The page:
Servicio de Información Comunitario sobre Investigación y Desarrollo - CORDIS

FP6

MUWS Informe resumido

Project ID: 42444
Financiado con arreglo a: FP6-MOBILITY
País: United Kingdom

Final Activity Report Summary - MUWS (Microbiology of Urban Water Systems)

Urban water systems are important for millions of EU citizens living in urban areas. They have a major impact on the quality of their life by preventing serious illness and disease, protecting and enhancing the environment and enabling economic and social development. Urban water systems are a major component of the water cycle and present unique challenges; the systems are large, highly interconnected and dynamic and their overall performance is controlled by the interaction between physical, chemical and biological processes. The Pennine Water Group (PWG) is the leading UK research group with regard to urban water systems, but its scientific expertise is mainly in understanding physical and chemical rather than microbiological processes.

The Marie Curie Transfer of Knowledge (TOK) project MUWS addressed this knowledge gap in PWG scientific expertise through the recruitment of three TOK fellows who focussed on addressing the microbiological challenges in urban water systems. The scientific element of MUWS focussed on the development and application of molecular microbiological techniques for the characterisation of microbial communities in the free flowing water phase, and adhered to the pipe walls (biofilms), in drinking water distribution systems and sewer networks.

In collaboration with existing PWG projects, this provided an opportunity to evaluate the potential impact of these microorganisms due to their presence and diversity on the performance of both systems. For drinking water distribution systems, characterisation of the microbiology was conducted at three different lengths scales: laboratory studies, pilot-scale distribution systems and field sampling. This enabled a complement of fundamental understanding of biological processes alongside 'real world' observation. Similarly for sewer networks, characterisation of the microbiological community was conducted using field samples and pilot scale systems. To enable the successful study of biofilms within the urban water systems, two biofilm sampling devices were also developed as part of the MUWS project.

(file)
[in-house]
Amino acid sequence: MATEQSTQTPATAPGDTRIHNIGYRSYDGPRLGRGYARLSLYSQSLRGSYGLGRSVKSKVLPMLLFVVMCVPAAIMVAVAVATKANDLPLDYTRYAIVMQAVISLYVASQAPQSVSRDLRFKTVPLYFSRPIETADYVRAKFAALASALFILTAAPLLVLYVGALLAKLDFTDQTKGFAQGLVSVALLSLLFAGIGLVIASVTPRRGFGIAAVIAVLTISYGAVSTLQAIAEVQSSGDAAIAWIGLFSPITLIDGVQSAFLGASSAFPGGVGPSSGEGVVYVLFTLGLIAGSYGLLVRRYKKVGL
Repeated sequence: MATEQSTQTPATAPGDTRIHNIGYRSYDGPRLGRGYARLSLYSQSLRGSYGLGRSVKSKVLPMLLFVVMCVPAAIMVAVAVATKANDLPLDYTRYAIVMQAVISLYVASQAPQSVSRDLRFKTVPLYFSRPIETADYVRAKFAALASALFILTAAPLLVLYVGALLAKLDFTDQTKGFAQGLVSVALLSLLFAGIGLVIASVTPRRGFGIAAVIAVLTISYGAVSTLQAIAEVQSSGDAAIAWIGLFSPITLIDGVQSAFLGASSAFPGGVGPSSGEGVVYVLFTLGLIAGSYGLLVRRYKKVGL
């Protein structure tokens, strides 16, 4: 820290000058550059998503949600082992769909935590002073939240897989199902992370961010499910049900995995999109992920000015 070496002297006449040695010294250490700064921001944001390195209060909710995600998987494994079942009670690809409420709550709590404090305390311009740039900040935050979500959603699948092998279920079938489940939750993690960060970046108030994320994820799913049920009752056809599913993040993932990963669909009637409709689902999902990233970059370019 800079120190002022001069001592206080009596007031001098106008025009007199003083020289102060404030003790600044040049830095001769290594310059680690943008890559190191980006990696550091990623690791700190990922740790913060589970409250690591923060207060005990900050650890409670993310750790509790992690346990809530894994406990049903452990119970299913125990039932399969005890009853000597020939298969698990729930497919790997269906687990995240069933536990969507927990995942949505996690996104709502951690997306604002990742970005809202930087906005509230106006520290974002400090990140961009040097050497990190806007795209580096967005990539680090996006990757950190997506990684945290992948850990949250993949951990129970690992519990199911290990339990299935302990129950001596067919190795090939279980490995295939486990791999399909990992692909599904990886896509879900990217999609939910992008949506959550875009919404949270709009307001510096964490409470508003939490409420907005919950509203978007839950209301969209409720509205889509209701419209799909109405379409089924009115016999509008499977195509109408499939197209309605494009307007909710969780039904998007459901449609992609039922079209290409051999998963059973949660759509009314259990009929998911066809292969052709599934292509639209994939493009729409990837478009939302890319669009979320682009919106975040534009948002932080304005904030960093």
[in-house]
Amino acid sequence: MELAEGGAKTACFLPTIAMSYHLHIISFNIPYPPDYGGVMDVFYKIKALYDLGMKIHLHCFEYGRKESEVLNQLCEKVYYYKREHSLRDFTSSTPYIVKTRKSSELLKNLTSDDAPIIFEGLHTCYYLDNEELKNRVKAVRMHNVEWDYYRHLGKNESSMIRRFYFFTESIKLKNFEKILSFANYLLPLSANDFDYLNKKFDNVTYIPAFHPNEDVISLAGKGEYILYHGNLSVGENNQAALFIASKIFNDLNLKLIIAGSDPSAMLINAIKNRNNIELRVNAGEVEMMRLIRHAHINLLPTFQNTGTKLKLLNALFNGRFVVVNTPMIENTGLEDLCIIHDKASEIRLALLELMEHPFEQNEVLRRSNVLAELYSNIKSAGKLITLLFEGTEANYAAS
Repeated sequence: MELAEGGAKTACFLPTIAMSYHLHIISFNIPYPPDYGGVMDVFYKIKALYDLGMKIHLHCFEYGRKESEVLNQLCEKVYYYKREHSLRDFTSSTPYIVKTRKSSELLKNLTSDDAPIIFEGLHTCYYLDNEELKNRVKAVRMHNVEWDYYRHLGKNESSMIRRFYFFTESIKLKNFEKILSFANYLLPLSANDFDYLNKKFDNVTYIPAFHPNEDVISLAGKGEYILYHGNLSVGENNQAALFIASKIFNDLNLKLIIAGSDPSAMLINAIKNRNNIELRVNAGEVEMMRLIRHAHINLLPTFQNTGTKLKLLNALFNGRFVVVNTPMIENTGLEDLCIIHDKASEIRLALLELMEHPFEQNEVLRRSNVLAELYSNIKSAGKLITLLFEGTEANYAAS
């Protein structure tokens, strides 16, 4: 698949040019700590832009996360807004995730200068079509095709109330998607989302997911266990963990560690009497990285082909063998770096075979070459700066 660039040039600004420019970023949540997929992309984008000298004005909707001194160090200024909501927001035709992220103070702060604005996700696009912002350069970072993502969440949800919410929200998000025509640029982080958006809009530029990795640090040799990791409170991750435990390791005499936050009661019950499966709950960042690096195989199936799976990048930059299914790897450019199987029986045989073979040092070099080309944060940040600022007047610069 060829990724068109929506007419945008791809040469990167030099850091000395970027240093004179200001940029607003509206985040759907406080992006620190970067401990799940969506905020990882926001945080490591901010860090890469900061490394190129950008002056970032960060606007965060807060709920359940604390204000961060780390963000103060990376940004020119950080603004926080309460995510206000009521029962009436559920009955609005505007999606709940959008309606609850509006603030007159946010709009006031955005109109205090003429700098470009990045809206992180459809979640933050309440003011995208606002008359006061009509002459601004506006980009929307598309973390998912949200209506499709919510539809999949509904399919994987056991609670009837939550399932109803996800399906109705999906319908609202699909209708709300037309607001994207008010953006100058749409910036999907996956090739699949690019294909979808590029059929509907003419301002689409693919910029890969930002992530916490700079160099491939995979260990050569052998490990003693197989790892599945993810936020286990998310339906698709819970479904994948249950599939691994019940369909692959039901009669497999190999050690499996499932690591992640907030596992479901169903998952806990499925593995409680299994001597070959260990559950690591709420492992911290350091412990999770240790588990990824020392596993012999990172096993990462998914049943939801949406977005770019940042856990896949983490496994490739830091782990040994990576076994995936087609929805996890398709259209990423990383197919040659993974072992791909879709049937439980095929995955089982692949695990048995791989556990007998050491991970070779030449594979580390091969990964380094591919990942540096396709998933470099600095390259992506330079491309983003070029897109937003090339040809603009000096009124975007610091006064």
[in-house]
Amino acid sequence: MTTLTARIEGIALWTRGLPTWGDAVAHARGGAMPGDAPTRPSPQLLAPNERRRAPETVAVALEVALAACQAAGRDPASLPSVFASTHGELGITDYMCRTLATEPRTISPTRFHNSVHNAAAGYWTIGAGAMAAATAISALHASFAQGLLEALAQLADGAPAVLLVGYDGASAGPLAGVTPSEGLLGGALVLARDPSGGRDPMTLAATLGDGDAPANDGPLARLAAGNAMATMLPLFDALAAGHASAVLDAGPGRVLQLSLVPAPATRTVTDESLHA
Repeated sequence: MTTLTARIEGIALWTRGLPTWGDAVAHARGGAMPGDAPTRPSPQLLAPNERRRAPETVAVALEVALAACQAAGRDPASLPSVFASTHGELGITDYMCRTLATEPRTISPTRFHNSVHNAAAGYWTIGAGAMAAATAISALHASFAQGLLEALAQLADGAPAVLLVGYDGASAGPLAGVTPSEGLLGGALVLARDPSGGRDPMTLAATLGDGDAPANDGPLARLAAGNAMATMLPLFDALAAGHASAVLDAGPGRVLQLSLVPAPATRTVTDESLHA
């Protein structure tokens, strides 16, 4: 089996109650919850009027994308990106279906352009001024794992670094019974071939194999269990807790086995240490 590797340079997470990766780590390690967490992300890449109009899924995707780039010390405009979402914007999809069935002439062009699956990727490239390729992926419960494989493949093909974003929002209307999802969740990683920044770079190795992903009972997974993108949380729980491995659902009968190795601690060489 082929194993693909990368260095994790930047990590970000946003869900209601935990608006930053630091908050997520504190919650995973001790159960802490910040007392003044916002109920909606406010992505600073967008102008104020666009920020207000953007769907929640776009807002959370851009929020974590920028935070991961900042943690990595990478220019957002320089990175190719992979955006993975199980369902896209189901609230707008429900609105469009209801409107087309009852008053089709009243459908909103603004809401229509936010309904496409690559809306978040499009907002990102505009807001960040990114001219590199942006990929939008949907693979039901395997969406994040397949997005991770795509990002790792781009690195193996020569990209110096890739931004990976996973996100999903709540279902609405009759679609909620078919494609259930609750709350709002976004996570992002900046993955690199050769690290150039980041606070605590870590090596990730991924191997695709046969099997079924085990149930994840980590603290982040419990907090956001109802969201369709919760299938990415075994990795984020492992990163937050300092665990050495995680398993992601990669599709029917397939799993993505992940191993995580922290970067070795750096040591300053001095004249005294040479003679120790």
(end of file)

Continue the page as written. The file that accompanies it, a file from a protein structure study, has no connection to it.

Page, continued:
Key results from this project showed that even when the water does not fail regulatory compliance tests and does not pose any ill health effects, there is a diverse community of microorganisms present which can vary with how long the water has been in the pipe, or which day or time of the week the samples are collected. Biofilms were also found with varying composition dependent on the pipe and flow conditions. The biofilm formation ability of individual bacteria within the distribution systems however is not constant and dependent on the specific characteristics and their response to the environment. Within sewer networks, different microbial communities could be found in wastewater and biofilms, respectively. In addition the biofilm community changed with the vertical position on the sewer wall and depended on whether the part of the wall were wetted daily or only during rain events. In further sewer studies, specific bacteria which have the ability to produce odours, were also identified in the wastewater, sediment and biofilm samples, from an environment where the wastewater had been stored for long periods.

The TOK objective of MUWS was to provide new skills and expertise, which would address the gap in biological knowledge within the PWG and increase the research and training capacity of the group. The TOK fellows successfully trained undergraduate, postgraduate and staff of the PWG in their specialised field, as well as prepared user friendly laboratory manuals, delivered lectures to students and industry representatives, published research findings and presented results at national and international conferences. Through this successful integration and TOK, a further £1.25M of project funding has been obtained, which will provide longevity to the activities started under the MUWS project.

Reported by

University of Sheffield
Western Bank
S10 2TN Sheffield
United Kingdom
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